• $\begingroup$ Note that if you're doing an assignment, you're expected to make that explicit in your question (even when you're not asking us to answer the question). See the help center under homework and please add the self-study tag and read its tag-wiki. Speaking more generally (outside assignment work), it would be odd to test normality without a specific reason to do so $\endgroup$
    – Glen_b
    Commented Aug 28, 2016 at 23:54
  • $\begingroup$ I just want to add that your interpretation of a $p\text{-value}>0.05$ is problematic and you should be a little bit more careful: accepting the null is a different shoe as the statement that the null can not be rejected at a given signficance level. $\endgroup$
    – BloXX
    Commented Apr 10, 2018 at 10:37

1 Answer 1


Histograms - especially those with few bins - can sometimes be quite misleading (See here for some eye-opening examples).

Indeed, this is part of what is going on here -- changing from 4 to 6 bins, or even where the first bin starts seems to have some substantial effects on the impression generated by the histogram. One thing to keep in mind is that the numbers of values in each bin here are quite small, so quite a bit of uncertainty attaches to the impressions we get.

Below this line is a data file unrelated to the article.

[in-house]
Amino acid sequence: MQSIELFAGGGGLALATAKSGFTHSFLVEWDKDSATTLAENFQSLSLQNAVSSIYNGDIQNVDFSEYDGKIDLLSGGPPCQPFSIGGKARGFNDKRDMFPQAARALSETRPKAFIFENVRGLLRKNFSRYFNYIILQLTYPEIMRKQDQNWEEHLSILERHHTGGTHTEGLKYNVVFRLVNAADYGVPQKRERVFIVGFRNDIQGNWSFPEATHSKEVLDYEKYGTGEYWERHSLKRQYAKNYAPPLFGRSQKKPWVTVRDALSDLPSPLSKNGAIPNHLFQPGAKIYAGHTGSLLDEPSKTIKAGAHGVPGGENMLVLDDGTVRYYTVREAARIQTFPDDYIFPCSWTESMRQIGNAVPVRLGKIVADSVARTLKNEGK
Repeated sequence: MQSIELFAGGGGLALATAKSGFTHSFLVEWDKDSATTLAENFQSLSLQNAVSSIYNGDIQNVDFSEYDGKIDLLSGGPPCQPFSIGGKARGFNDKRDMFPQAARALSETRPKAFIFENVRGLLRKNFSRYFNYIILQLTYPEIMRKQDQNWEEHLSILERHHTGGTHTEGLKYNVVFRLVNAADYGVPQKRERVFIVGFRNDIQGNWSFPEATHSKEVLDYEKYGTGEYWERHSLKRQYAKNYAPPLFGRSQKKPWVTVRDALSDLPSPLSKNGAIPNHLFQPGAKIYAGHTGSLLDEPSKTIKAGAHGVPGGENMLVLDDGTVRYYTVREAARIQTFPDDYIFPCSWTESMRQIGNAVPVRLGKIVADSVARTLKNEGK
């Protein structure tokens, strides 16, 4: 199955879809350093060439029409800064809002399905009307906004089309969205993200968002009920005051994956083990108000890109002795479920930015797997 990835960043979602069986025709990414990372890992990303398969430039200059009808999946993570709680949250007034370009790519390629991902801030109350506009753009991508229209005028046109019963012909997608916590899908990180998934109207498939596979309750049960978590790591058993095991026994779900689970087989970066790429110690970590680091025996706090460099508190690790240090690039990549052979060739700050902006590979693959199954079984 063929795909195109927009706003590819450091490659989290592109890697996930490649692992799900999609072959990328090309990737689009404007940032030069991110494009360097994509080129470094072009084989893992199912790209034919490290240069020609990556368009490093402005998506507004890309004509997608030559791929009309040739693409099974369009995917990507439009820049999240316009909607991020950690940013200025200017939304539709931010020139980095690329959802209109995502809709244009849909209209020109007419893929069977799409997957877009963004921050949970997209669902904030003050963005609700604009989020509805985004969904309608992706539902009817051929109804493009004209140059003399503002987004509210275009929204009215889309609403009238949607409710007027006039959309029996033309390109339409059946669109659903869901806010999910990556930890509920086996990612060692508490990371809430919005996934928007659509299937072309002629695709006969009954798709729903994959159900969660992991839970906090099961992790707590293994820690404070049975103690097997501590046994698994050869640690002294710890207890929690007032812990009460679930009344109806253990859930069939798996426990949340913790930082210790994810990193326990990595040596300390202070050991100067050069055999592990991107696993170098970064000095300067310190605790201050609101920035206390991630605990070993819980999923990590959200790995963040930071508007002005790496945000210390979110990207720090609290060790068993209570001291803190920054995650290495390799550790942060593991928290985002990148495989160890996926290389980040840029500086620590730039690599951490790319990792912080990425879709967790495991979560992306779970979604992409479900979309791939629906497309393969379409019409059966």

For example with your data, and using 4 bins like your first plot, a simple shift of bin-origin produces quite different impressions (instead of moving the bins, I moved the data, but the appearance of the plot is the same as moving the bins the other direction):

four histograms with shifted bins

On the other hand, there aren't enough data points to use a lot of bins, so there's not a great deal to do about this. I would suggest using about 8 bins and trying more than one bin-origin.

So what do we have here?

Firstly, the sample is almost certainly not actually drawn from a normal population. Normality is a model, which may often be useful but is unlikely to actually describe the population.

However, the sample is pretty consistent with being drawn from a normal distribution - you can't discern non-normality using the tests you applied. Even if you could, this would not of itself indicate that you should not use normality as a model. That decision is more like an effect-size issue than a significance issue.